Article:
A very legitimate concern, pet overpopulation, has been the primary driving force behind 30 years of national and local spay/neuter campaigns.
When it comes to deciding at what age a companion animal should be sterilized, the standard for most spay/neuter campaigns has been sooner rather than later. This is especially true in the case of adoptable abandoned and rescued pets that wind up in shelters and foster care.
Recently, however, some animal health care experts have begun to question whether early sterilization is a good idea for every pet.
Dr. Alice Villalobos, a well-known pioneer in the field of cancer care for companion animals, asks the question:
"But what if large-scale studies found that early neutering jeopardizes the health of our pets?"
"What if we found enough epidemiological evidence that early neutering of pet dogs may open them to orthopedic, behavioral, immunologic and oncologic issues?"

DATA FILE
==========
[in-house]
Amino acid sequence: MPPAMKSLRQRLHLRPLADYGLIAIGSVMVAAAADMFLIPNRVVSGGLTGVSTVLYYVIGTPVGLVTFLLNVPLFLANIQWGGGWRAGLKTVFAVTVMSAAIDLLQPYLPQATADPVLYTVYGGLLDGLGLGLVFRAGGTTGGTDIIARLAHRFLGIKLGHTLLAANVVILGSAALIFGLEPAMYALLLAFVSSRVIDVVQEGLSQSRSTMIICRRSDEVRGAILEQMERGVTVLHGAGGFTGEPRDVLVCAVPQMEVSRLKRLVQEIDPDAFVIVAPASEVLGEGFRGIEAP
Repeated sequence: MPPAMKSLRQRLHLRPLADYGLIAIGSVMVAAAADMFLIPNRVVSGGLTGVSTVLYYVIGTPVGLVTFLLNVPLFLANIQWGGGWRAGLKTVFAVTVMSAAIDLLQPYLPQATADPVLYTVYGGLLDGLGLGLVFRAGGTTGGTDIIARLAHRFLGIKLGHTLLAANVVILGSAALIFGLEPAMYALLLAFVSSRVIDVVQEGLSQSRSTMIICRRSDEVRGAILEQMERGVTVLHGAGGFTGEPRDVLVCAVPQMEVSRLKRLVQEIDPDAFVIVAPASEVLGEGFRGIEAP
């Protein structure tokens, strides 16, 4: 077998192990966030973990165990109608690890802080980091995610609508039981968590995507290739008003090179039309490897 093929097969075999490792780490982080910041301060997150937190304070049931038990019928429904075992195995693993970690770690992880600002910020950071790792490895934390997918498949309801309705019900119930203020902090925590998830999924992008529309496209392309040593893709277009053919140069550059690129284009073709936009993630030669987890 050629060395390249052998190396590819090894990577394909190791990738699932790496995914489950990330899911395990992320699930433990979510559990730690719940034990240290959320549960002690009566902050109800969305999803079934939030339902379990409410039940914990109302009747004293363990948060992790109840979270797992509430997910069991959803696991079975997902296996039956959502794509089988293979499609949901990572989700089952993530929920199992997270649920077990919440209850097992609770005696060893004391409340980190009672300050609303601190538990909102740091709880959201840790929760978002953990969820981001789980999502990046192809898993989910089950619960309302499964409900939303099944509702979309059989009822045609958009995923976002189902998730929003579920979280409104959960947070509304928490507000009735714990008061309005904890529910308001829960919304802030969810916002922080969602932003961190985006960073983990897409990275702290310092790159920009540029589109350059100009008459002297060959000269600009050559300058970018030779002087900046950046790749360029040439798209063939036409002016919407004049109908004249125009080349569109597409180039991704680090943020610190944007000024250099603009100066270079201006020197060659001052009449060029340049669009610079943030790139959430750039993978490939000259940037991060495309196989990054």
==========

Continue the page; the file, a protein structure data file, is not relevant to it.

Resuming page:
Back in 1977, Dr. Villalobos founded a rescue organization called the Peter Zippi Fund for Animals, which has to date rescued and re-homed nearly 12,000 pets. Her organization was one of thousands that looked at the tragic situation in U.S. shelters and determined early spay/neuter was the best way to lessen the suffering and ultimate euthanasia of so many feral and abandoned animals.
As a veterinary oncologist and founder of the pet hospice program Pawspice, Dr. Villalobos concedes, "It is earth shattering to consider that some of the cancers we have been battling may have been enhanced by early neutering instead of the reverse."